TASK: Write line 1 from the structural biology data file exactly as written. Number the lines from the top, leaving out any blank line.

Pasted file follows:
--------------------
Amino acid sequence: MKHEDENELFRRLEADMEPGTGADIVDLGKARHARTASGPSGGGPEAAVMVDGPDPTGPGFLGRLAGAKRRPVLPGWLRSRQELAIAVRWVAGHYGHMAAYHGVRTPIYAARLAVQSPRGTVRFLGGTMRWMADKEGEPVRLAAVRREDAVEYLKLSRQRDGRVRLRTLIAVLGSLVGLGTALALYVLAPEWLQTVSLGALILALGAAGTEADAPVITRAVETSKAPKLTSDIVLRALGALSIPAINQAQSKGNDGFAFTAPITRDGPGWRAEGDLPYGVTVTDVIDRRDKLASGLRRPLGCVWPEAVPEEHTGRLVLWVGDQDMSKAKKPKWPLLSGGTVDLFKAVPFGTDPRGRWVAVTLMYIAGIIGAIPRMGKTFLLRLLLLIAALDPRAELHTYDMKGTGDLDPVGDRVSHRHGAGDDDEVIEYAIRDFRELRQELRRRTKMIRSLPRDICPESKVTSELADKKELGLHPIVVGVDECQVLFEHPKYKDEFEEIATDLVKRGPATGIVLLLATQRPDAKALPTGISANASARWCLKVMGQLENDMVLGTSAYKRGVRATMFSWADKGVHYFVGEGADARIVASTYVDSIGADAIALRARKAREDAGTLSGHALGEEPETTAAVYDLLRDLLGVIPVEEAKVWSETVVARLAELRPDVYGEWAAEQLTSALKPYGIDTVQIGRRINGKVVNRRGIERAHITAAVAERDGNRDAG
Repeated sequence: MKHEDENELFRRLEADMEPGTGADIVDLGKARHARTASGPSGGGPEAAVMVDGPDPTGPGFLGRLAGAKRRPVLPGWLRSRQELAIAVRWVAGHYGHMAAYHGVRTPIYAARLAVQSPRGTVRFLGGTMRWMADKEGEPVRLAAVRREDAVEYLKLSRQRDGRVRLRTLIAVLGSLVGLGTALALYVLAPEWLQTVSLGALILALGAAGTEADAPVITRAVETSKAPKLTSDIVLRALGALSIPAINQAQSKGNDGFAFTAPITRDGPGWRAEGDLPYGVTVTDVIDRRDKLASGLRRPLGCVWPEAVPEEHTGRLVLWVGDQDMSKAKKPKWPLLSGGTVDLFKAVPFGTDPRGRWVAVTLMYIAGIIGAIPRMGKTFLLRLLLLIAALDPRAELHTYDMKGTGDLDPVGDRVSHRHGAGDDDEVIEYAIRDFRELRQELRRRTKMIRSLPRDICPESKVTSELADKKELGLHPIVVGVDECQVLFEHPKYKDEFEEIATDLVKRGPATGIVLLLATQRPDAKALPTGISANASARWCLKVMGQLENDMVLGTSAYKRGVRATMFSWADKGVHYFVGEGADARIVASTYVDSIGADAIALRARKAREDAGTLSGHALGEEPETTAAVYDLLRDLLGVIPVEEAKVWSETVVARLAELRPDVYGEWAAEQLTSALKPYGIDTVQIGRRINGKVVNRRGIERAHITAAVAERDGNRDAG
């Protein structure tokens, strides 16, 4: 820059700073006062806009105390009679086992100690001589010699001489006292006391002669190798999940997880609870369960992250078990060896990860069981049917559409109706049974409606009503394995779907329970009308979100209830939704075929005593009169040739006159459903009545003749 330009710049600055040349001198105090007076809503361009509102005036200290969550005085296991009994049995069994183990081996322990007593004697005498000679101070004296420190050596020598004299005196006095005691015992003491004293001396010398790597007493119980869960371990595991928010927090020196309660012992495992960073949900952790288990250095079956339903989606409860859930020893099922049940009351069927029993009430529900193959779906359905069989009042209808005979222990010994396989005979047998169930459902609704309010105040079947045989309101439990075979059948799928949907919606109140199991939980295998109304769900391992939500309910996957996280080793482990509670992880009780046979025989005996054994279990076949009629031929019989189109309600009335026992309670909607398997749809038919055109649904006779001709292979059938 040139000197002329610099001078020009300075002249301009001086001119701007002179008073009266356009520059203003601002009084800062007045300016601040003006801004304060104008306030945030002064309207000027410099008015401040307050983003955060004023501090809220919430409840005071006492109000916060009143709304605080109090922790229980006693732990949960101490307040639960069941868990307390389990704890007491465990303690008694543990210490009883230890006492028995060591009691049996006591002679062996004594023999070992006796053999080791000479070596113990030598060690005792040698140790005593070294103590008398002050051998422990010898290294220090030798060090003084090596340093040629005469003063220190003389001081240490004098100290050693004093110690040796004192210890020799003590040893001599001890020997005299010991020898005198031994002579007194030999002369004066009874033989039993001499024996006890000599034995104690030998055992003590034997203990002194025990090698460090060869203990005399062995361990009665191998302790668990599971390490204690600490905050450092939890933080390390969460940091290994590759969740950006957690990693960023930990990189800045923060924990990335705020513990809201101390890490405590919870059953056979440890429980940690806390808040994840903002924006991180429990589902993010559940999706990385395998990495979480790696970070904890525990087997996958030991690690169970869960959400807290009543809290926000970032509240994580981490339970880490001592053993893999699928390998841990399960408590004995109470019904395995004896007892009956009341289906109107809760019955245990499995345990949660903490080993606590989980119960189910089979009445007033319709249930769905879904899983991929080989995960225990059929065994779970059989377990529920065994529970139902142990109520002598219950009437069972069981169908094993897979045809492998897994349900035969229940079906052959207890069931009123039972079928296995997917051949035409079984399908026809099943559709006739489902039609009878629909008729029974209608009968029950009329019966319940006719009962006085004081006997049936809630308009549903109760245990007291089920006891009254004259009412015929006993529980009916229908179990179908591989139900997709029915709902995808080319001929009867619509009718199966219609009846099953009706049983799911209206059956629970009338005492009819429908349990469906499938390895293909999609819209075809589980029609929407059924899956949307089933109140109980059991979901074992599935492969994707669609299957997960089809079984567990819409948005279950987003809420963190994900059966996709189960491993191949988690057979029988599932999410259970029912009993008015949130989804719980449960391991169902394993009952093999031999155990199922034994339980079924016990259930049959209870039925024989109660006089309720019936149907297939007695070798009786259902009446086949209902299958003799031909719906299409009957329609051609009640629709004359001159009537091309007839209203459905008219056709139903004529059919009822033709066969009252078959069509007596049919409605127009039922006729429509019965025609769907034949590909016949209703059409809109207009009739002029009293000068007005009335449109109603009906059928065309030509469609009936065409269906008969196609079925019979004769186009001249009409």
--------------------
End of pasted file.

Amino acid sequence: MKHEDENELFRRLEADMEPGTGADIVDLGKARHARTASGPSGGGPEAAVMVDGPDPTGPGFLGRLAGAKRRPVLPGWLRSRQELAIAVRWVAGHYGHMAAYHGVRTPIYAARLAVQSPRGTVRFLGGTMRWMADKEGEPVRLAAVRREDAVEYLKLSRQRDGRVRLRTLIAVLGSLVGLGTALALYVLAPEWLQTVSLGALILALGAAGTEADAPVITRAVETSKAPKLTSDIVLRALGALSIPAINQAQSKGNDGFAFTAPITRDGPGWRAEGDLPYGVTVTDVIDRRDKLASGLRRPLGCVWPEAVPEEHTGRLVLWVGDQDMSKAKKPKWPLLSGGTVDLFKAVPFGTDPRGRWVAVTLMYIAGIIGAIPRMGKTFLLRLLLLIAALDPRAELHTYDMKGTGDLDPVGDRVSHRHGAGDDDEVIEYAIRDFRELRQELRRRTKMIRSLPRDICPESKVTSELADKKELGLHPIVVGVDECQVLFEHPKYKDEFEEIATDLVKRGPATGIVLLLATQRPDAKALPTGISANASARWCLKVMGQLENDMVLGTSAYKRGVRATMFSWADKGVHYFVGEGADARIVASTYVDSIGADAIALRARKAREDAGTLSGHALGEEPETTAAVYDLLRDLLGVIPVEEAKVWSETVVARLAELRPDVYGEWAAEQLTSALKPYGIDTVQIGRRINGKVVNRRGIERAHITAAVAERDGNRDAG